Late Night Venture have set about turning psychedelic shoegaze into art. The starting point of each song they write is always the vast, cosmic soundscapes created by Jonas Qvesel’s aching, mellifluous keys. They are the orchestral canvases upon which the rest of the band paint streaks of colour like stars across the sky. What separates the band from their peers is their refreshingly sparing use of vocals – the song always comes first and if the instruments alone are enough to complete the picture then the vocals simply aren’t given a role.
This being my first taste of the band, I did a little digging and
discovered that the album was recorded completely live in the studio.
Then, with the assistance of long-term collaborator Magnus Lindberg (Cult Of Luna)
– the man with the mixing studio – they were able to subsequently craft
the album into shape as an editor would slowly edit a film from his
reams of raw material. The laborious process took them a whole year and a
half, but the end product is most definitely imbued with a wonderfully
organic flow, as if it was grown from the ground itself.
Søren Hartvig and Peter Lau Olsen’s vocals don’t get an airing until
the album’s third track; the twinkle in the album’s eye, “Houses”. It
pulses and glows, casting its emotional, introspective spell for its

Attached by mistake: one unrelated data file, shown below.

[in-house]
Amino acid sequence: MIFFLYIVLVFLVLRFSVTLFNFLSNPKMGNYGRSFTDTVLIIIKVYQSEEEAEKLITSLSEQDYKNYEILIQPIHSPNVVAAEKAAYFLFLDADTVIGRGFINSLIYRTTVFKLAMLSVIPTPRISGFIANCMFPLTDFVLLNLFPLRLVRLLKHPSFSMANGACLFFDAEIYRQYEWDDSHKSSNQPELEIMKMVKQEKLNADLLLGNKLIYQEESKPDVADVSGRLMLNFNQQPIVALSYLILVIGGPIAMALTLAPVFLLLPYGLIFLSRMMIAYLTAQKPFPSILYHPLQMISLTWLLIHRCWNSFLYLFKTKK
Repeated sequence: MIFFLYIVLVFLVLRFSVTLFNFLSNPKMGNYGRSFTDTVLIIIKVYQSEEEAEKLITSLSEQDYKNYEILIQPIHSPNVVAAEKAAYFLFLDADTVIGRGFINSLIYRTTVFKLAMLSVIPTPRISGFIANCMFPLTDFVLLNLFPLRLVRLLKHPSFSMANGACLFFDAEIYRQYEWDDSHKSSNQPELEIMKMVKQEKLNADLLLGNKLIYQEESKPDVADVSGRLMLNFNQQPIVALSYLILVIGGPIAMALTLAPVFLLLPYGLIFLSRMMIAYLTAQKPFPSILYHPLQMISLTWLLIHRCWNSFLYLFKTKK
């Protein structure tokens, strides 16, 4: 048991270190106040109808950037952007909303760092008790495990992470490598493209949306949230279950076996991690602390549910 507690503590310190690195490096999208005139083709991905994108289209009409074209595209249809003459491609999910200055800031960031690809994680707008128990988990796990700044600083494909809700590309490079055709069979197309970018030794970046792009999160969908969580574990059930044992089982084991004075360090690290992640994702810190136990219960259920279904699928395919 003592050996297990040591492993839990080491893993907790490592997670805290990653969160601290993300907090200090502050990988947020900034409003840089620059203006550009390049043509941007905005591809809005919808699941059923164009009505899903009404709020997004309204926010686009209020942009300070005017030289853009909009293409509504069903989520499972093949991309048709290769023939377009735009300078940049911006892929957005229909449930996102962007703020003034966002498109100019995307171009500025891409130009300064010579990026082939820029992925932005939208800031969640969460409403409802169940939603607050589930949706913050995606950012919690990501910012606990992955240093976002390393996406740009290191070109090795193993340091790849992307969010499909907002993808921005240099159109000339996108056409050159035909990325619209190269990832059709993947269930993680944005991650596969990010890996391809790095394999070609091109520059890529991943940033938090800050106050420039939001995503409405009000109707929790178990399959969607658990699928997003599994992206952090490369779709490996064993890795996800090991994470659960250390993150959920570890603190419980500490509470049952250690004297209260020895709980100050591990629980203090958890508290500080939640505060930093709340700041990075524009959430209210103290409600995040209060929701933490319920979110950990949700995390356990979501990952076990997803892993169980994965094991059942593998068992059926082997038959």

entire length – “Would you follow me where the waves crash?”. Everything
that comes before or after is part of the journey, but “The houses by
the shore” are our welcoming destination. “Kaleidoscopes”, initially
rich in instrumental Junius-esque drama, marks out the vastness of the Heavens from which we fall, whilst the mean Explosions In The Sky-like
pop twists of the song’s latter stages take us reeling into the gentle
field recordings and tremulous strings of “Peripherals”.
No matter at which point you are in the album there seems to be two rules of thumb. Firstly, the music must be laced with Sigur Rós-esque
blasts of epic melody and at some point there will be a noisome
switch-up to crashing bottom-end. Take the gentile openings and powerful
closing of “Birmingham”, dull and dreary at its outset, it’s a track
that is soon imploding around us. So much attack and release can become a
little nauseating, but here it all seems to be fastidious preparation
for the angry, repeating action of “The Empty Forest”. Where there’s a
lull in proceedings, such as the slower drift of tracks like
“Glitterpony” with its vinyl crackle, and “Hours”, a slower reprise of The Cure’s “Close To Me”, there are the counteracting 65daysofstatic-esque dance beats and crushing synth markers that drive both “Trust” and “Carisma”.
Yes, it seems perfectly reasonable to view Pioneers Of Spaceflight
as a series of musical paintings. Undoubtedly, all feature immense
beauty with stunning use of light and shade and all are gloriously
textured, but there is a suggestion that the artist’s dedication to this
one theme has resulted in a body of work where each piece bears too
strong a resemblance to those of its neigbours. Fans of post-rock’s soft
and airy style are the ones who will see past this and adore the work
of Late Night Venture. Souls of a darker nature may find it harder to accept so willingly.
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